Did you know that approximately 20% of adult dogs suffer from arthritis in one or more joints? The pain of arthritis can greatly diminish a dog’s quality of life.
Signs of arthritis in the back or hips include limping, getting up slowly, stiffness after sleeping, and a “bunny hopping” gait when going downstairs. Dogs usually don’t cry or whine when they have arthritis, but the pain can be severe.
Take some time to watch your dog move around indoors and outside during his normal activities. If you suspect he may be uncomfortable, ask your veterinarian to check him over. This will involve a thorough physical examination, and probably some x-rays.
How to Help a Dog with Arthritis
Many people are surprised to learn that one of the most helpful things for dogs with arthritis is weight loss. Researchers have found that overweight dogs with hip osteoarthritis and hip pain have a significant decrease in lameness following weight reduction. Along with maintaining a healthy weight, moderate daily exercise is also very important. Other things that are thought to be helpful in arthritis include Omega-3 fatty acids (fish oil), glucosamine, and chondroitin sulfate. Talk to your vet for more complete/specialized recommendations.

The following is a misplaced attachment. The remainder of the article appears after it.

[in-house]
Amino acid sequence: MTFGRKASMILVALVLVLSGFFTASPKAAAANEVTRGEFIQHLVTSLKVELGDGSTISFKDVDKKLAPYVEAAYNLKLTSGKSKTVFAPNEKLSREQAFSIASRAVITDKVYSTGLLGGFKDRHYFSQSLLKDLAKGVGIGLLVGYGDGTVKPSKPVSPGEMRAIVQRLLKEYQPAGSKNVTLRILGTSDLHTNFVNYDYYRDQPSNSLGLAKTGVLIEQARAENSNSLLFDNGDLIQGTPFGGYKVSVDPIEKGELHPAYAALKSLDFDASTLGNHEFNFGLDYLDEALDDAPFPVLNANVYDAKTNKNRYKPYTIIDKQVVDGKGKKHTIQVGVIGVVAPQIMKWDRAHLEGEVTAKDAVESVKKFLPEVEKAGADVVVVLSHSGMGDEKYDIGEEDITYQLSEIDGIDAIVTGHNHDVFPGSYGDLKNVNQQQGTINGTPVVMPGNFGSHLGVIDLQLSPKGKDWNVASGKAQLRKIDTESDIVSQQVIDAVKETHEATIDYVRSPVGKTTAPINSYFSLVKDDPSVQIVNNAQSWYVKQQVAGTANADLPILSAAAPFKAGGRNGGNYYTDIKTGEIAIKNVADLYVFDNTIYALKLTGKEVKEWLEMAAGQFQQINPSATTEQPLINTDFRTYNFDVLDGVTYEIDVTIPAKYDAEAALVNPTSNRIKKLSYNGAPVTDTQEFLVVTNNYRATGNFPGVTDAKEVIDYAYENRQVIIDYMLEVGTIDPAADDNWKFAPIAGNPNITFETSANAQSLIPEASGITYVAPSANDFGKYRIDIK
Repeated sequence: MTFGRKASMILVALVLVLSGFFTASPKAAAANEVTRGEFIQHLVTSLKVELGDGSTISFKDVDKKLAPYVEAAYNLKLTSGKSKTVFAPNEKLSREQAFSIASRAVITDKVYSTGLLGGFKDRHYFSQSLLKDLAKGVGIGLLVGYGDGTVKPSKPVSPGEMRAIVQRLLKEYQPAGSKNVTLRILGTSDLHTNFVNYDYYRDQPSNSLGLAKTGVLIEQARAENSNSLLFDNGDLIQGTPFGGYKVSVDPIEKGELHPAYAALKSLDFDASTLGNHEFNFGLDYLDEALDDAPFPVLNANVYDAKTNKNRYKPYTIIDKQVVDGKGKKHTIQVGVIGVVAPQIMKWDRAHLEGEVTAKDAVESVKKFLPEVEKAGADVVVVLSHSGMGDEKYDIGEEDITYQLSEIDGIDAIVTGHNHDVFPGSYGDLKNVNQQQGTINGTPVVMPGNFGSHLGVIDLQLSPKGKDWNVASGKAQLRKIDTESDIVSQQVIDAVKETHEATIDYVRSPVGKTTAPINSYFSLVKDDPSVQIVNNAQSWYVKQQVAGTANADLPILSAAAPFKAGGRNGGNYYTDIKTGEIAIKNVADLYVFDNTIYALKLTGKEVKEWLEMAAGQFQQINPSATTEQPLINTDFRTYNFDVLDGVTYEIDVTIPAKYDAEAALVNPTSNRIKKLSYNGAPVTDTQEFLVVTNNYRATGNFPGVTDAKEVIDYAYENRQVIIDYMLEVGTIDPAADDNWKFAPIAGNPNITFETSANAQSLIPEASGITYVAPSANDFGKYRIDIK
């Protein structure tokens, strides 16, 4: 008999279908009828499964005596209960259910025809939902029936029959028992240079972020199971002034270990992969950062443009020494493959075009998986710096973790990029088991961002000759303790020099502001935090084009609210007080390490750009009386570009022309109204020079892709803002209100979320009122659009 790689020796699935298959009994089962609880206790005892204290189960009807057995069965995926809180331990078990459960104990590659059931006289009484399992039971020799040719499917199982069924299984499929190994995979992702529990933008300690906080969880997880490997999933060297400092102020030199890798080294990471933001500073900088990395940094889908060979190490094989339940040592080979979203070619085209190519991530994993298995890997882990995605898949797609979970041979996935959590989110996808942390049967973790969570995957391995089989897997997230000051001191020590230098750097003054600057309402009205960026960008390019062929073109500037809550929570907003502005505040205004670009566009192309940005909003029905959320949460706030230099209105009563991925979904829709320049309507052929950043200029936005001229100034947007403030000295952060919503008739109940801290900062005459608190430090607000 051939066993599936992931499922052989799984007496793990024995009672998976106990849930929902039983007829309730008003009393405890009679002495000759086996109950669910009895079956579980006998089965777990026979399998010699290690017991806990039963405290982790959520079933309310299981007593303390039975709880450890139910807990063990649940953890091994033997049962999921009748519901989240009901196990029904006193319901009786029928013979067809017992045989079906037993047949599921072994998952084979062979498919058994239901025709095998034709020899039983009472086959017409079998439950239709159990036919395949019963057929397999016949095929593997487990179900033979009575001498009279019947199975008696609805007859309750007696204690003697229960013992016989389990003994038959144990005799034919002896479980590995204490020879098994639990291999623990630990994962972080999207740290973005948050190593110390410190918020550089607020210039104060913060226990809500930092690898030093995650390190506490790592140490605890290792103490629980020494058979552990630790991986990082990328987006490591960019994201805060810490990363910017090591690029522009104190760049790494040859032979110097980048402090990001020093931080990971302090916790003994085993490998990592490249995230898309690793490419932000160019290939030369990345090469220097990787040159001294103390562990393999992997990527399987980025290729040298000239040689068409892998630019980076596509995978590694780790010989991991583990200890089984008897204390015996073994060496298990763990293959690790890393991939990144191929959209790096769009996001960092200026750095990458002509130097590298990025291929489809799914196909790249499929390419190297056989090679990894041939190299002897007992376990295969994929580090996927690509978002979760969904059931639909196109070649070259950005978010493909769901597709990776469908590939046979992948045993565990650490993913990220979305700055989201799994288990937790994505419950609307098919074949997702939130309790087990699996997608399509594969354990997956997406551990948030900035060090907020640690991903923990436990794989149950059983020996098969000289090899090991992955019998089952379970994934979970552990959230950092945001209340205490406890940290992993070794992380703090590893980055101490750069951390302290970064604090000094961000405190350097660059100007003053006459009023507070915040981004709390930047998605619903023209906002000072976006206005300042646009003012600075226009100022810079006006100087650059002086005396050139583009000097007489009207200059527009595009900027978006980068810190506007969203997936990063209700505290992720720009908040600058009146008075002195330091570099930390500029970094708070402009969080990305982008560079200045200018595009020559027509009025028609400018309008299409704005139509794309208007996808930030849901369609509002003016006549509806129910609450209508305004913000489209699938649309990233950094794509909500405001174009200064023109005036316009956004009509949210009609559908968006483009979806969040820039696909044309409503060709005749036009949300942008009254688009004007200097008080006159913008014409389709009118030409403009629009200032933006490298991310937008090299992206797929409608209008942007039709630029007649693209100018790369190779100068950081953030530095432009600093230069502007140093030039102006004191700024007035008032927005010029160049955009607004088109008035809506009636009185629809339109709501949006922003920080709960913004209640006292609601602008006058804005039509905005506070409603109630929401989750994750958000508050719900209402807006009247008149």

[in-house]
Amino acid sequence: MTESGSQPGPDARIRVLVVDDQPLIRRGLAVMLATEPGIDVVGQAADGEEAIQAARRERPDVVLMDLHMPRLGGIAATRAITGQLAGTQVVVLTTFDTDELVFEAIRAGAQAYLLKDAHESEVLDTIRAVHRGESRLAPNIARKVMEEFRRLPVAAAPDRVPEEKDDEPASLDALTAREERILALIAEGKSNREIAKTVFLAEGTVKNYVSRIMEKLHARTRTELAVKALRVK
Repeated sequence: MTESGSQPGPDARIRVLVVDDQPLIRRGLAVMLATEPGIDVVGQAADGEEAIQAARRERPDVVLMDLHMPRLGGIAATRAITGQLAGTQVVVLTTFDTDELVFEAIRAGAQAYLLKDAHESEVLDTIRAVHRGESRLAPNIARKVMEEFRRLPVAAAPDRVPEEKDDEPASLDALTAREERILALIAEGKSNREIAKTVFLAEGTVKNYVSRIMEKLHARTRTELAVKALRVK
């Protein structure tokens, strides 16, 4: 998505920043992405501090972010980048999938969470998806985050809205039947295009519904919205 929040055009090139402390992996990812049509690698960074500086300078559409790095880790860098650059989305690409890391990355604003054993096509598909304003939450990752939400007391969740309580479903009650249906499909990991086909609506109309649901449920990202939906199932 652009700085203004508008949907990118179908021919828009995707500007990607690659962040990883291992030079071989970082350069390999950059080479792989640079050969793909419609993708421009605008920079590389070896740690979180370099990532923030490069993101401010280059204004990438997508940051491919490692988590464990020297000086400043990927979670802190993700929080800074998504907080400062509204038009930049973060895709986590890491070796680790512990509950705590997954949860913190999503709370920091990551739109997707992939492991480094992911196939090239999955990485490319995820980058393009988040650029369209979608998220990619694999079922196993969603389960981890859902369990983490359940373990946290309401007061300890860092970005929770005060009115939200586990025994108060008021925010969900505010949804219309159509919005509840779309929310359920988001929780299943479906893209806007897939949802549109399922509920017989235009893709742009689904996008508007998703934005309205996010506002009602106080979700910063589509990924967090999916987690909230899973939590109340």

For dogs with moderate to severe arthritis, veterinarians often recommend including a prescription for pain relief. Remember that all prescription medications should only be given under a veterinarian’s supervision, and monitored carefully for side effects. Years ago, there was no way to bring pain relief to dogs with arthritis. With new advances in modern animal medicine, a dog’s quality of life can be greatly improved. For more information on the subject, contact Parkgate Animal Hospital by telephone or appointment.